This collective investment of time and resources adds to the growing momentum for urban agriculture. Around the world, city dwellers are recognising the important role it plays in their own food security. Add to that the academic and learning programmes stemming from the development of the m¯ara that are opening up career pathways for young people, “and you can see why for health authorities, that’s another way to build healthy communities,” Sandra points out.
Ambitious plans will eventually see the site become a hub that would include not just teaching rooms for outdoor learning, but also a food forest; a rongo¯a garden; a traditional kumara¯ garden; an observatory; a greenhouse and shadehouse; tool sheds, worm bins and compost; and walkways connecting it all.
Meanwhile, the work of the m¯ara never stops, says principal Pete. “We are developing a social enterprise, Maara Fresh, supplying Manurewa High School as our first customer. This includes the School Lunches Programme, the school cafe and staff. The m¯ara is integrated into the school’s w¯ananga programme, which allows students to develop skills in growing kai and in areas that
Student assignments included design for food forest and small gardens. They also researched trees and plants that would suit the area’s climate.
will help them to develop businesses based on kai and natural healing.”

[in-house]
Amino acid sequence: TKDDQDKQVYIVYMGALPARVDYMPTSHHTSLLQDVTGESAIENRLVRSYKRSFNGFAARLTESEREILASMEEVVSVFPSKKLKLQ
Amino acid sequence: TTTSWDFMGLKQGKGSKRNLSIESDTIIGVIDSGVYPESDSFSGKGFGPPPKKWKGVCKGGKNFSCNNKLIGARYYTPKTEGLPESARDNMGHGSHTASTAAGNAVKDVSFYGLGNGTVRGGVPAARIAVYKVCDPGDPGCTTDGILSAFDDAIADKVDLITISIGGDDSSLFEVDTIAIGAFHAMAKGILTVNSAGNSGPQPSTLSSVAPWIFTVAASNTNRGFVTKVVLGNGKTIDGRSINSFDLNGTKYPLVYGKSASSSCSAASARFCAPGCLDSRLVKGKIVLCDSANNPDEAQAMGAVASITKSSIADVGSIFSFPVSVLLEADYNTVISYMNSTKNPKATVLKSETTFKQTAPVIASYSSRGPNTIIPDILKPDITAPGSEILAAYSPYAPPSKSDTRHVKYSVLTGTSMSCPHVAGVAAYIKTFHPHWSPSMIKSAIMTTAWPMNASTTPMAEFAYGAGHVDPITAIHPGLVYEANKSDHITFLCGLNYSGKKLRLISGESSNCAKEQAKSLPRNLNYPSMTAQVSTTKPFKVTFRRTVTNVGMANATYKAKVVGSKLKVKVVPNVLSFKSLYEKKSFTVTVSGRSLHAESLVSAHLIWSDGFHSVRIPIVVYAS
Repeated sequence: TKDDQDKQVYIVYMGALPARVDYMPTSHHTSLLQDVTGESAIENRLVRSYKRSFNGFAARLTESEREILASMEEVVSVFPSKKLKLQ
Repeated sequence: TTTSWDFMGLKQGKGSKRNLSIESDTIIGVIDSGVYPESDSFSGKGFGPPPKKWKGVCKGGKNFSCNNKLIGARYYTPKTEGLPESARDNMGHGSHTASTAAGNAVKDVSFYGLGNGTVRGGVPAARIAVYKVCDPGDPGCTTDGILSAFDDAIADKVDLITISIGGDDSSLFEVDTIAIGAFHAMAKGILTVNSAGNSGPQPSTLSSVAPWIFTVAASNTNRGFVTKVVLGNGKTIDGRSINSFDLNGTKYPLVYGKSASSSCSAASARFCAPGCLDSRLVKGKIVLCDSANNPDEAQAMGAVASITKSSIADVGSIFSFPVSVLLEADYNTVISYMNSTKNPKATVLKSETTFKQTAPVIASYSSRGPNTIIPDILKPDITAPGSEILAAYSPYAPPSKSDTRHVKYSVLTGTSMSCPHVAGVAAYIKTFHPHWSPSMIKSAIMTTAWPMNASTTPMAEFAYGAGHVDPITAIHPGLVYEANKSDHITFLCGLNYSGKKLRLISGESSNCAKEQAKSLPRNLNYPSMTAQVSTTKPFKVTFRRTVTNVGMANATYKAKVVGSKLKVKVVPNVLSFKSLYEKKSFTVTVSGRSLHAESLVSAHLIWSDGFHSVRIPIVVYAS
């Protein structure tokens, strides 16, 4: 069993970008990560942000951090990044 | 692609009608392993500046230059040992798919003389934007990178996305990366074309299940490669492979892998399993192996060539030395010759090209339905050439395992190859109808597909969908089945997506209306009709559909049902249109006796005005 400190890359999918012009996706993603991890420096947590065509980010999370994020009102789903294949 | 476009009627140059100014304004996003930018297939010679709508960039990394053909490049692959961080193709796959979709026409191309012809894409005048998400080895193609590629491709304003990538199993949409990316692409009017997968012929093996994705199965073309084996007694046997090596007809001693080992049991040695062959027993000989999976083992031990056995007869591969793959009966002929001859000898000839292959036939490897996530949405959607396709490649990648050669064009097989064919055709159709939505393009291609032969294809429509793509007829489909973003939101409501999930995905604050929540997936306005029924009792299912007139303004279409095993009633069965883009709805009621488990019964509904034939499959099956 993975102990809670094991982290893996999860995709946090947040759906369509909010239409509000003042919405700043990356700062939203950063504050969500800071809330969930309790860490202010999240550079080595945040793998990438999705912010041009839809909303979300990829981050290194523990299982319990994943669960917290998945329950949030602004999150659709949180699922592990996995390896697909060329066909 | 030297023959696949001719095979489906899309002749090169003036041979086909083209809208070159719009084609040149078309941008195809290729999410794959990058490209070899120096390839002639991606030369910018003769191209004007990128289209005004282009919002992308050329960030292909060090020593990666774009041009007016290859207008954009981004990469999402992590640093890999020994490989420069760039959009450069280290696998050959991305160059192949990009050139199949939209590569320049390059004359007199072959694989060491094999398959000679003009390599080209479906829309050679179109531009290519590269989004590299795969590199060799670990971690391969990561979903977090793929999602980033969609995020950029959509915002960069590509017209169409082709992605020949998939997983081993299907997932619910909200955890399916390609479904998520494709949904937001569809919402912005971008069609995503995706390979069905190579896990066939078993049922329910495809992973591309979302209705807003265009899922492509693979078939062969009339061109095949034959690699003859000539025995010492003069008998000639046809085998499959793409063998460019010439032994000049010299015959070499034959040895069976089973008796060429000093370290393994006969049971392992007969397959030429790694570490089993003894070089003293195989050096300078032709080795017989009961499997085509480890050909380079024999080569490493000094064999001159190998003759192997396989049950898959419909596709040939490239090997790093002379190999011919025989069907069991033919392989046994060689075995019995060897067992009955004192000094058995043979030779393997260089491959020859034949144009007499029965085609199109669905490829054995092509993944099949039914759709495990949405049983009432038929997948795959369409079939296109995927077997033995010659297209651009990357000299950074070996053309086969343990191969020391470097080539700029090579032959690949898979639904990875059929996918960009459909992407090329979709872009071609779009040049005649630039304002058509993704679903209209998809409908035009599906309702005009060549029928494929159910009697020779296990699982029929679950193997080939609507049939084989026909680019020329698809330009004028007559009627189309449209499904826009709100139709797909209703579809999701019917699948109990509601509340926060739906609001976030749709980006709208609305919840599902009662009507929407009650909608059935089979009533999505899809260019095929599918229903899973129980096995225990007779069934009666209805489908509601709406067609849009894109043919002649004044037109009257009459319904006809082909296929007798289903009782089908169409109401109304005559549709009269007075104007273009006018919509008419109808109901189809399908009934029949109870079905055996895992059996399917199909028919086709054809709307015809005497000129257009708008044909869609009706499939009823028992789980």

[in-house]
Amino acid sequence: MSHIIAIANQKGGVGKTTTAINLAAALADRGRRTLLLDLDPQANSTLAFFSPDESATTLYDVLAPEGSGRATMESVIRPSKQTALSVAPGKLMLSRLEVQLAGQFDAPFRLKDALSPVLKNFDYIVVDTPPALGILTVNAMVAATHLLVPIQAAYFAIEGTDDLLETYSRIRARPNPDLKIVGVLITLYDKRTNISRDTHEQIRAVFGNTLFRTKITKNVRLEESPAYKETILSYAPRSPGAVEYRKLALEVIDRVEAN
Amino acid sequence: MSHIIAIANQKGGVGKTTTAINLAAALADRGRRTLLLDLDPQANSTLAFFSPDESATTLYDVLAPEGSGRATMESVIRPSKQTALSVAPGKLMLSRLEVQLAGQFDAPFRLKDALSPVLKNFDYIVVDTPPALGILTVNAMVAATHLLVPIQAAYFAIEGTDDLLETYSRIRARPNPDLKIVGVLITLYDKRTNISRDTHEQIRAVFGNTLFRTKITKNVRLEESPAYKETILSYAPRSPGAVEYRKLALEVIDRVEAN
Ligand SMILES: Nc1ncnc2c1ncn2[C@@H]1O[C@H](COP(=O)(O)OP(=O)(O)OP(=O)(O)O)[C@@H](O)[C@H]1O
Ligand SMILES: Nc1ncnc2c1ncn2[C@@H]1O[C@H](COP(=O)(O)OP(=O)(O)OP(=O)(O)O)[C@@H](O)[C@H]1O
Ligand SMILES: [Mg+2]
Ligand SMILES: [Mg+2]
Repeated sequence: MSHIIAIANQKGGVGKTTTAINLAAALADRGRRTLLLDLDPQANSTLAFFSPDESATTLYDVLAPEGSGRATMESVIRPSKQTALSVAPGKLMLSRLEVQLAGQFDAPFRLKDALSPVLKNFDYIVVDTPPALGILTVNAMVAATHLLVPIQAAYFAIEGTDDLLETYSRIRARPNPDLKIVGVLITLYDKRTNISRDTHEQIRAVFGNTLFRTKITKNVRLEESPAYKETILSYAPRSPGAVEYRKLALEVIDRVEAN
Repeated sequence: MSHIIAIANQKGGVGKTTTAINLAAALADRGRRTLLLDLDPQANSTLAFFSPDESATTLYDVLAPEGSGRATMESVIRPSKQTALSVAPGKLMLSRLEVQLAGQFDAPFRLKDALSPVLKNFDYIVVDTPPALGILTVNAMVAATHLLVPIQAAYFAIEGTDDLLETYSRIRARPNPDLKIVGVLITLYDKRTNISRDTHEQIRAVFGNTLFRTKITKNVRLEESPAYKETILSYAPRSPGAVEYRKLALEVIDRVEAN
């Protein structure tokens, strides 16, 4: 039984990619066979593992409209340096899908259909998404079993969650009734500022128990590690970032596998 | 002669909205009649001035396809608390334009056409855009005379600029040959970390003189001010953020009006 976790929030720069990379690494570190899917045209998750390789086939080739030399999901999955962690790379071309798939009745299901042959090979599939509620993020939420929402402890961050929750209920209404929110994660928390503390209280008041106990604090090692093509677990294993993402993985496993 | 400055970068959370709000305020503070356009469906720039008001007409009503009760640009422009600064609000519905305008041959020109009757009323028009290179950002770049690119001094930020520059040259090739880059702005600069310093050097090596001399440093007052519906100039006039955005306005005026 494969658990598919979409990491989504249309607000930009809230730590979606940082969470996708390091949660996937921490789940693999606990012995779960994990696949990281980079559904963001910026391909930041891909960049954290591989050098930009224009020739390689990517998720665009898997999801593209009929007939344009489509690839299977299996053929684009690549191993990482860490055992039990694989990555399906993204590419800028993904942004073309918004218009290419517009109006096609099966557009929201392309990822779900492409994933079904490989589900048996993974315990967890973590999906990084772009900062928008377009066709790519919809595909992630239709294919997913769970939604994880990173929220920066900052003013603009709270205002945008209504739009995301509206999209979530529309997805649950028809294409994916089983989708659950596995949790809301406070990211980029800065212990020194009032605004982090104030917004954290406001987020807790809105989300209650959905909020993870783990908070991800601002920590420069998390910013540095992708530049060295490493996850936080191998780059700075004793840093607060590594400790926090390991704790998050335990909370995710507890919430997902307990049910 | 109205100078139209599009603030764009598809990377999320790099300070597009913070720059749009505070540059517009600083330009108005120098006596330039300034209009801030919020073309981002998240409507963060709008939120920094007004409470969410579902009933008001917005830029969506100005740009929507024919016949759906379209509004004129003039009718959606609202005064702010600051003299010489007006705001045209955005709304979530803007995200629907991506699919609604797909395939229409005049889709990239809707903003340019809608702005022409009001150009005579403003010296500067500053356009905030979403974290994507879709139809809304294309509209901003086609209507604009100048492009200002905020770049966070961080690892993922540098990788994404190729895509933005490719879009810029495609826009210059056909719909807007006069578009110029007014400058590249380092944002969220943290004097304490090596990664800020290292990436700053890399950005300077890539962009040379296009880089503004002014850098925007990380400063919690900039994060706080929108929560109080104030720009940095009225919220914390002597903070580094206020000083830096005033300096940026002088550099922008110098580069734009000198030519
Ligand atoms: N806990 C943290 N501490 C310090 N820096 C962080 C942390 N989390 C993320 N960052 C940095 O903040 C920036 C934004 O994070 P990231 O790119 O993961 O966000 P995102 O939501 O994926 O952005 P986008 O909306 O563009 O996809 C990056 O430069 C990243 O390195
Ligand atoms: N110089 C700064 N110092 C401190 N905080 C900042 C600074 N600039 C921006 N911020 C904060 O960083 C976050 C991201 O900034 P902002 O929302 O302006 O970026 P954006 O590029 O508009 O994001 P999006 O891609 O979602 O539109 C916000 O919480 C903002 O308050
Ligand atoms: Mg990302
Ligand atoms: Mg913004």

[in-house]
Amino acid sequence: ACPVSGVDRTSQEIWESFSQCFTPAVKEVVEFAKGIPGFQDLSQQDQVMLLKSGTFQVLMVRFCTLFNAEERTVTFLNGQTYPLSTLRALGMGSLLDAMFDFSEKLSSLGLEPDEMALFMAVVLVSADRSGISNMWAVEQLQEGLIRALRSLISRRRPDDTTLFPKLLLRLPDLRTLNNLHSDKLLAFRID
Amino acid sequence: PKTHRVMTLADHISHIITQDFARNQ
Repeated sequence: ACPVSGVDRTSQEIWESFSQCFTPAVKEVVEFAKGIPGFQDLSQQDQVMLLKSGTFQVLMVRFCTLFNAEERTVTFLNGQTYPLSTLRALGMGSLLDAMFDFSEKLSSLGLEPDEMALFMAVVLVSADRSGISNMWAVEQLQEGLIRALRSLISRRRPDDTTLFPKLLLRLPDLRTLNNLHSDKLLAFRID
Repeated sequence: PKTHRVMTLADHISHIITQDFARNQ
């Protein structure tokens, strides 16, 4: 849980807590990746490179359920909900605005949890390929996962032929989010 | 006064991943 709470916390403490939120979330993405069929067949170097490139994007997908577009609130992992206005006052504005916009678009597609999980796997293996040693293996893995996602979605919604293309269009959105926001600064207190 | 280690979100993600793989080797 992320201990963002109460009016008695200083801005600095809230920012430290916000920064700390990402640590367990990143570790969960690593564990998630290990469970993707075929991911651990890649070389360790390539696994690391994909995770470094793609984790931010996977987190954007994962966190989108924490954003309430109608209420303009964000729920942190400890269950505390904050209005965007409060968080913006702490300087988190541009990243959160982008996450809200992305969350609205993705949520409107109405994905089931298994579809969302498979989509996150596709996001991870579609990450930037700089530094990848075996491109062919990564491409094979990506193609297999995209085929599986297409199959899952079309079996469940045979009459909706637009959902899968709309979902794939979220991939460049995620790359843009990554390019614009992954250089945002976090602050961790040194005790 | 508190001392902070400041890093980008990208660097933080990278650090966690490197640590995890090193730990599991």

The challenges of the past year, particularly the Covid-19 lockdowns in Auckland, have underlined the value of prioritising local food resilience and nurturing a generation who could do exactly that. In a way, they have already proven their mettle: gardeners could not work in the m¯ara during the nationwide level 4 lockdown last year, so students and volunteers “rescued” the seedlings they had grown, distributing them to the wider community. “When we were allowed back in in level 3, the team planted broccoli, cauli, silverbeet, cabbages… crops that would grow quickly over winter,”
Pete recalls. “That meant that in the next level 3 about two months later, that food was ready to harvest and our team did that, distributing through school food packs and also directly to whanau¯ and through food banks and local groups.”
There is much goodwill and drive to see Te Maara Kai O Wirihana succeed. Rarely has there been such a happy meeting of vision and will, (hopefully) powered by a generation of would-be millennial farmers and growers who already have seen what is at stake.